Here is a comparison of the front suspension before and after. Look at how short the upper arms were, for example. On the lower arms, you can see the new pivot point which will be inside the wheel. There are also CVD axles for good measure. Less obvious are the oil shocks which look a lot like the stock unit but sure perform a lot better.
Now the rear suspension. We made basically the same changes as the front. The upper arms are now turnbuckles. There is also now a stiffening rod between the right and left body mounts which helps support the upper arms.
From above the changes may not be all that apparent, but from below the aluminum gleams. The blue anodizing also looks good with the body coloring. You can see the toe in on the rear wheels which is fixed by the suspension geometry. Front toe can be adjusted with the steering turnbuckles. Camber is adjustable on all four corners.
Here are all the parts which were replaced. The friction dampers will go in the bin but I'll keep the springs in case I need them on another project. I'll store the rest of the spare parts for now in case I break something.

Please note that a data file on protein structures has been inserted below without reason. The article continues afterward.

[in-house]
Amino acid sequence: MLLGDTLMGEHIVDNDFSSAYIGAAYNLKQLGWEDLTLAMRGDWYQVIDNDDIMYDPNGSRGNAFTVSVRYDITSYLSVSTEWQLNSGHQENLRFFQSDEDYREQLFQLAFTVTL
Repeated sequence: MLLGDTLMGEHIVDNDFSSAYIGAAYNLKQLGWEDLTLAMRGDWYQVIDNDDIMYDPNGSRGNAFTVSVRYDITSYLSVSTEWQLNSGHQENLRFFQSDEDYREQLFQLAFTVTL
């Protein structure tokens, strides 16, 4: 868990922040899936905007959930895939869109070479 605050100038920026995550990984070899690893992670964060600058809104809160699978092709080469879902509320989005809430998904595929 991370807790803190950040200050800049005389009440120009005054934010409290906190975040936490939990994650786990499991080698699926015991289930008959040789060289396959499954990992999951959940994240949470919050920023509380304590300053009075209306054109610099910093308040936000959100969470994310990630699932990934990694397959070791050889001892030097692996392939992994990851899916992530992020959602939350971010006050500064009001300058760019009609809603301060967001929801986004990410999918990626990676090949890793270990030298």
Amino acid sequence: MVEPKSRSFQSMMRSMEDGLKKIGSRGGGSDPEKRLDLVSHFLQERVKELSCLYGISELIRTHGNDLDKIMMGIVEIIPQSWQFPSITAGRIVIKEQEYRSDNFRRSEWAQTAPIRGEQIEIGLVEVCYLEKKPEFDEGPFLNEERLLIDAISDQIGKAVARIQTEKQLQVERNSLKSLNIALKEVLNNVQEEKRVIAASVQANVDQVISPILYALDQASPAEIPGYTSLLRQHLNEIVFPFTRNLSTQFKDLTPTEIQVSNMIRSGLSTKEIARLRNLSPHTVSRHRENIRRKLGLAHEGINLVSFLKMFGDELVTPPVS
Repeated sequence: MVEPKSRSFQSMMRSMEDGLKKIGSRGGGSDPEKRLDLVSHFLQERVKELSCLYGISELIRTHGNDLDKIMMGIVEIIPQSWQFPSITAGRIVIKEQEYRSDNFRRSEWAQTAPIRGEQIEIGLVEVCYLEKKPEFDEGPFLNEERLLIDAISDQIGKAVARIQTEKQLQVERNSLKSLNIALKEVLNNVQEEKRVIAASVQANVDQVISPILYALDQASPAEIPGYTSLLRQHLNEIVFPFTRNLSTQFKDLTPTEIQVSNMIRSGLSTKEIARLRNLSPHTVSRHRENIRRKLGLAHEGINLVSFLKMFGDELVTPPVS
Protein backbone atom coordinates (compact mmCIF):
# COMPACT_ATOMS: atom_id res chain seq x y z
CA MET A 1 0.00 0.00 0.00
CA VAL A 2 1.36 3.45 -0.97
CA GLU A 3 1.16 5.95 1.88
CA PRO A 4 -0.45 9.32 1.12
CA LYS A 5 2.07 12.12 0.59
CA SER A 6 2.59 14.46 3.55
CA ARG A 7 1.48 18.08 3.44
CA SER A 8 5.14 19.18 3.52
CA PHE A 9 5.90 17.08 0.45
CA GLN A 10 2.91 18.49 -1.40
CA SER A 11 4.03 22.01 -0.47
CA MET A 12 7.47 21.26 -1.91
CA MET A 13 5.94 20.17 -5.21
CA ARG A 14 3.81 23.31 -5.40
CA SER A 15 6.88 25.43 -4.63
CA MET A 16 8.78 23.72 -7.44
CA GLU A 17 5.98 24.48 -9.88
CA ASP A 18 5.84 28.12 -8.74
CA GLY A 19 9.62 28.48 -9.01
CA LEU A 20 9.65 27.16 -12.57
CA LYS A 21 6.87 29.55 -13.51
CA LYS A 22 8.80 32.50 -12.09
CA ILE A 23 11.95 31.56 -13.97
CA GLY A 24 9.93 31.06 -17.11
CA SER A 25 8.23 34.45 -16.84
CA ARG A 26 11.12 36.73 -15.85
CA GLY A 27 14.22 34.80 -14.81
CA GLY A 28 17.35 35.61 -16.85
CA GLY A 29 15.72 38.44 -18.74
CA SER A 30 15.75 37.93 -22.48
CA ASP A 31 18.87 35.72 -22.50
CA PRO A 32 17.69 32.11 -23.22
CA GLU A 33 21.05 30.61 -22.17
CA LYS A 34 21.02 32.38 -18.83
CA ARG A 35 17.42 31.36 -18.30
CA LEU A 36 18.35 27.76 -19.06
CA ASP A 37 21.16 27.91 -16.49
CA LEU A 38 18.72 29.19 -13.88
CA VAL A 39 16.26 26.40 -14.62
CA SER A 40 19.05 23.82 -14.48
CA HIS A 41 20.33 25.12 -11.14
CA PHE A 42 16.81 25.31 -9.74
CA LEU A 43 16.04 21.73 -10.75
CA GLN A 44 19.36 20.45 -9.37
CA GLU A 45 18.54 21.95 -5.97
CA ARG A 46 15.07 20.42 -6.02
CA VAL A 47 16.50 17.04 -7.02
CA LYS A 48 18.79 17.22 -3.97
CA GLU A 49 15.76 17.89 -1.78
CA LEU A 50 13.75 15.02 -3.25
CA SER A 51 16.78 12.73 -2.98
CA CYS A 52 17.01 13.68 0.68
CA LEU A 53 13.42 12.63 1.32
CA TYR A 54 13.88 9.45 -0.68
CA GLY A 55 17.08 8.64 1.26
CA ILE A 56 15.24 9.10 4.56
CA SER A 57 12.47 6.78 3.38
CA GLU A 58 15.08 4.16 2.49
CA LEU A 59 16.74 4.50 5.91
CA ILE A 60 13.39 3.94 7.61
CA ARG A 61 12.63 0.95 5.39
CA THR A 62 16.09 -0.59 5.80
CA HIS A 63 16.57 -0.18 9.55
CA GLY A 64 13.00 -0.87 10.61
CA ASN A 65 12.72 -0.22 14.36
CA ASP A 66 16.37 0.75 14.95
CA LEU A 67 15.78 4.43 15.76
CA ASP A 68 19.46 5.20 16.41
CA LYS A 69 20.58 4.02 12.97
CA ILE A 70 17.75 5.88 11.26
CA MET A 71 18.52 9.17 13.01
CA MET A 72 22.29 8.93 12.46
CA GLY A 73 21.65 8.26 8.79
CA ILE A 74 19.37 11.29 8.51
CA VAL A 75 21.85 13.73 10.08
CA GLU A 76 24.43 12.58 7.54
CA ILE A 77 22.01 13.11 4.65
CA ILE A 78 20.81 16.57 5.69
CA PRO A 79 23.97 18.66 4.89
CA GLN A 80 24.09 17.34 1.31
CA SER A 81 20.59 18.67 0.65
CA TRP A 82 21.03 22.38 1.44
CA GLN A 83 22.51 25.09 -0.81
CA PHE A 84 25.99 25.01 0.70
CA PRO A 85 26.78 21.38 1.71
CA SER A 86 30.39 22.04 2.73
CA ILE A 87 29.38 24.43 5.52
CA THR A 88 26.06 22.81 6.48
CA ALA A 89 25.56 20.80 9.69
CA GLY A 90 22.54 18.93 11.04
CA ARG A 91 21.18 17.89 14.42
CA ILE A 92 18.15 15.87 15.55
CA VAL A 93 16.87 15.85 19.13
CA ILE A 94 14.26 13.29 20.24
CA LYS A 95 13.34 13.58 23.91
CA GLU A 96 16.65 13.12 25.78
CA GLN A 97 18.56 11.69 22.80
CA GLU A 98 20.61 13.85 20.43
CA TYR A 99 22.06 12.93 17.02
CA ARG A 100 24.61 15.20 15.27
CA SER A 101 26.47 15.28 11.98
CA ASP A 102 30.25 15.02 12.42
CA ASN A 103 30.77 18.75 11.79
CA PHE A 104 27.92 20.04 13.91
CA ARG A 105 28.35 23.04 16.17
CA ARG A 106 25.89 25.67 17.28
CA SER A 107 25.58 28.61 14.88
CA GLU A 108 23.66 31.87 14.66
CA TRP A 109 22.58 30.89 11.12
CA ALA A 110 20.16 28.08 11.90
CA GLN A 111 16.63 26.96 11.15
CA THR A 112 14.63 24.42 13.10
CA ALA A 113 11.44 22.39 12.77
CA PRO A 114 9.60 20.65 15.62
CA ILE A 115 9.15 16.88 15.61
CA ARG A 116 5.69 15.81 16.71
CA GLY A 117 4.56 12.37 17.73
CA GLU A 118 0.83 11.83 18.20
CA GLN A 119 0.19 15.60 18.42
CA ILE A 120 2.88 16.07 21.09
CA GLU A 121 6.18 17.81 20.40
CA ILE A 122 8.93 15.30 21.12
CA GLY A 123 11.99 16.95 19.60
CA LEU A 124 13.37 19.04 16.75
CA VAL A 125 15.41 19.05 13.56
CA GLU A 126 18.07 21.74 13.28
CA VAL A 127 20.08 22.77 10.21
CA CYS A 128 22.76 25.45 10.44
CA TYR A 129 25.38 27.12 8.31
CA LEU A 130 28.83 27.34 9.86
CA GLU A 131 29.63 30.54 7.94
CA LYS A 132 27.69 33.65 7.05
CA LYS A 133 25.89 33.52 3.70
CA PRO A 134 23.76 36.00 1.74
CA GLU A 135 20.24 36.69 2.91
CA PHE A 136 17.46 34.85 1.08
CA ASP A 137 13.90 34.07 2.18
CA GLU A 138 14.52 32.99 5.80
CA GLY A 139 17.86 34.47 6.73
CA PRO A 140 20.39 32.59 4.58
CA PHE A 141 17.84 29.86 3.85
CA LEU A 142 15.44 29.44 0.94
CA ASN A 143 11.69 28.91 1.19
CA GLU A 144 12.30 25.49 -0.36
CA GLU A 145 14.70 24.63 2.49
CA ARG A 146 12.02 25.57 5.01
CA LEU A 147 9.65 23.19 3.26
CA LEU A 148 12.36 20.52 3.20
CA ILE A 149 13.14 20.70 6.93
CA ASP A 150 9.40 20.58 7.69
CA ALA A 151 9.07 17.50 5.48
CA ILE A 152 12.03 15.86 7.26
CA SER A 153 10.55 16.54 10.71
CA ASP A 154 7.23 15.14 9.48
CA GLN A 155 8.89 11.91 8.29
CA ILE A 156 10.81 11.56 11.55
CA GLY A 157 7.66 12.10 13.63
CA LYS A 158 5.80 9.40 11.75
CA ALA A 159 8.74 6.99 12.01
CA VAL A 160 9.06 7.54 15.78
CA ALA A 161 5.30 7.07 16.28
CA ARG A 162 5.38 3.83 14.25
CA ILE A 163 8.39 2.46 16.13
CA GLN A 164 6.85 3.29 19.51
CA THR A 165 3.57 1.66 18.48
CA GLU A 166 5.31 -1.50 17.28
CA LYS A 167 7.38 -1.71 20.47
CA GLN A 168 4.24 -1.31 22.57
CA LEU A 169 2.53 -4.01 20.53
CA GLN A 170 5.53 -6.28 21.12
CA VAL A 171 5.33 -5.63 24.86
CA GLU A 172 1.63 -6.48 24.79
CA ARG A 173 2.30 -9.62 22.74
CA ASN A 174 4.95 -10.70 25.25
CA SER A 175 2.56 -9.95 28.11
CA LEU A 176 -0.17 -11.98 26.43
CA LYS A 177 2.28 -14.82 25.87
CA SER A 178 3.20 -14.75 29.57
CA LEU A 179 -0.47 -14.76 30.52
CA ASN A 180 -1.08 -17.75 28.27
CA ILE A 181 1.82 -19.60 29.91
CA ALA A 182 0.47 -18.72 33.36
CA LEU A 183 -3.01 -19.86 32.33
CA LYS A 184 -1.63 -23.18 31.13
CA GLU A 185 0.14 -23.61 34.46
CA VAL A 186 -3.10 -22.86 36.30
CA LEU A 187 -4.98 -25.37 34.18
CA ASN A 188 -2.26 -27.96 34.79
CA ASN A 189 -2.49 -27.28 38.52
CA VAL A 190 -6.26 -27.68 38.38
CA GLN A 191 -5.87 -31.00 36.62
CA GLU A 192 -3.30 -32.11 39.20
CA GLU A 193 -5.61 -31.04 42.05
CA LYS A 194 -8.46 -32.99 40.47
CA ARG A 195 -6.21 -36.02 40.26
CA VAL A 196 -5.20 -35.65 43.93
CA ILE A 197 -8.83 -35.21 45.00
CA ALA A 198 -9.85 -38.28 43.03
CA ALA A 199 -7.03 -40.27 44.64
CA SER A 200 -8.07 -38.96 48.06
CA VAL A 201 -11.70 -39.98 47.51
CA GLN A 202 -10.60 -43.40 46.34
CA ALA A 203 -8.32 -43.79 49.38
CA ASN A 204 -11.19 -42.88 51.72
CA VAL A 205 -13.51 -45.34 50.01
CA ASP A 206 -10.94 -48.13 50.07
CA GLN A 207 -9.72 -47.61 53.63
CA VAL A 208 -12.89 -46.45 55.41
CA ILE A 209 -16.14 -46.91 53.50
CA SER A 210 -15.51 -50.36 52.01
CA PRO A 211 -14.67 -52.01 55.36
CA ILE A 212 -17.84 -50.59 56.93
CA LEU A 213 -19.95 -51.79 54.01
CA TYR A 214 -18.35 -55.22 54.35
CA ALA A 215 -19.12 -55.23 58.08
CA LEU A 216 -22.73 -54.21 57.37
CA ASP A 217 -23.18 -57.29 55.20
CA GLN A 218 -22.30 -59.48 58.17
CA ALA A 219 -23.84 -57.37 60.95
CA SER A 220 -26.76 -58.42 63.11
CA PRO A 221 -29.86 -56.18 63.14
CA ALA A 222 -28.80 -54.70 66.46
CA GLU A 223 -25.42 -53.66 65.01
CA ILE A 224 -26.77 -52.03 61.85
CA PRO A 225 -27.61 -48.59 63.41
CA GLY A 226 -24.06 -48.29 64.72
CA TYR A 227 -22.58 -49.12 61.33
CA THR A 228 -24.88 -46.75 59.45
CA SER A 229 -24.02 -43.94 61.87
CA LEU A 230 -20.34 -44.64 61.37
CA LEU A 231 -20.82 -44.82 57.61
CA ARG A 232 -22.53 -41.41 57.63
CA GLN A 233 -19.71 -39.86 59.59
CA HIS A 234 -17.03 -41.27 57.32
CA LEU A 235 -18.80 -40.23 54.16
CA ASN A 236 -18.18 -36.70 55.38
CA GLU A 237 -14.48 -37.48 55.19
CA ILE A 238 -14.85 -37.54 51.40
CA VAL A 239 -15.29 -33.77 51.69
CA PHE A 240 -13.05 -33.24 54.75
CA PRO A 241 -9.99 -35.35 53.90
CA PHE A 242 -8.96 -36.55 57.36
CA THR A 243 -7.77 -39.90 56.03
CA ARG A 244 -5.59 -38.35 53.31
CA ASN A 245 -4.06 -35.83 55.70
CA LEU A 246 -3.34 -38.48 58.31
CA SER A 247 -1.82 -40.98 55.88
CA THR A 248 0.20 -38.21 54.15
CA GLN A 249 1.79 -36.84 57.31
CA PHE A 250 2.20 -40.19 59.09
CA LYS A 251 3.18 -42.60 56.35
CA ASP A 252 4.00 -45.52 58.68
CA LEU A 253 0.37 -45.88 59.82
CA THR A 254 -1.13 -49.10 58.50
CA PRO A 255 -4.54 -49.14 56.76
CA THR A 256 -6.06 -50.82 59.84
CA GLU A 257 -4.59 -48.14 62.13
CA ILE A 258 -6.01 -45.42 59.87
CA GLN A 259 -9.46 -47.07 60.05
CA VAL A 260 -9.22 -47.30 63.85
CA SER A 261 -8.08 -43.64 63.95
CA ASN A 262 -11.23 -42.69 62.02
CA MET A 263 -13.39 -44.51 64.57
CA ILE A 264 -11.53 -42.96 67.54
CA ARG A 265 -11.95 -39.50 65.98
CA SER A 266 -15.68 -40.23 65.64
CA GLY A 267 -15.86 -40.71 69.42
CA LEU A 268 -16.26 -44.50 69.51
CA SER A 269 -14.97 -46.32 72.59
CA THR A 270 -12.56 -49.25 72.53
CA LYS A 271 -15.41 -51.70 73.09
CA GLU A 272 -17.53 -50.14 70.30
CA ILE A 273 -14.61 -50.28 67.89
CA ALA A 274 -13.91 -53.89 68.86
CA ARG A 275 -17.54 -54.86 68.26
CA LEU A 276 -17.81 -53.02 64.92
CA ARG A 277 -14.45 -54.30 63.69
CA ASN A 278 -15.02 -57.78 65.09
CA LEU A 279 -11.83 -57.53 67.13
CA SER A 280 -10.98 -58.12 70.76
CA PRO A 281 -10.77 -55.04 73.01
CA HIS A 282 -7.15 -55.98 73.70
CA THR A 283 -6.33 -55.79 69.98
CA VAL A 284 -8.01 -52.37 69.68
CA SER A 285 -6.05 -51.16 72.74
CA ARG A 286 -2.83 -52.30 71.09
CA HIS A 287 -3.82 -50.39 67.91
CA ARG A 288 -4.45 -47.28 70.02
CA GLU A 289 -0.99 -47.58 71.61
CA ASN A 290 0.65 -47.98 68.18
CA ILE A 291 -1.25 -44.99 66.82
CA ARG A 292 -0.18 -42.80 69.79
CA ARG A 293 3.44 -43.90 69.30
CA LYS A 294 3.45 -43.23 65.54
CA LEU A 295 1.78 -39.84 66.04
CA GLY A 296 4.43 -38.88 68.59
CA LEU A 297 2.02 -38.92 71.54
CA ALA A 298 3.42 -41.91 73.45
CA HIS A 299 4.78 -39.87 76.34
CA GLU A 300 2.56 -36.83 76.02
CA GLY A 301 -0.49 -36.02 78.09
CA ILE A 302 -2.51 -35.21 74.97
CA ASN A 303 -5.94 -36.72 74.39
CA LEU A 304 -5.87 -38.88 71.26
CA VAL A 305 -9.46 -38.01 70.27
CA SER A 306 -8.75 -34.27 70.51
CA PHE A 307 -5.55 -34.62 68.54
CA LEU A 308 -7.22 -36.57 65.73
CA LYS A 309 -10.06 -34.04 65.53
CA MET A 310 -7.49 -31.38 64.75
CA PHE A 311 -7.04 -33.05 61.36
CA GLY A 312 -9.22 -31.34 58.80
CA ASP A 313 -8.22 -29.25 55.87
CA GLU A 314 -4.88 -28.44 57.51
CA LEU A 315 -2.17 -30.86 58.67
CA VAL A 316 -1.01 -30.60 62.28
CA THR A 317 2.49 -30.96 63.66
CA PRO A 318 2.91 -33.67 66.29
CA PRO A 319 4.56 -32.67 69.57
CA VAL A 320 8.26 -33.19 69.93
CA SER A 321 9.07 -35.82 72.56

The following user(s) Liked this: stingray-63

Blakbird's 58650 MF-01X Rally Beetle Build 1 month 4 weeks ago #52023

For this model I did go with orange as shown on the box, I decided to use PS-4 Blue that I had left over from my Proline Pro MT 4x4. The hood is PS-5 black with a layer of flat clear on the outside. I think it came out looking great. The chrome bumpers are attached to the body, not to the chassis. Behold those beautiful reflections! My only complaint is that the battery wires push out the body on the lower left side. Of course I could have skipped the antenna on a 2.4GHz model, but I actually think it looks good on a rally car.
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The following user(s) Liked this: stingray-63, AndyAus

Blakbird's 58650 MF-01X Rally Beetle Build 1 month 4 weeks ago #52024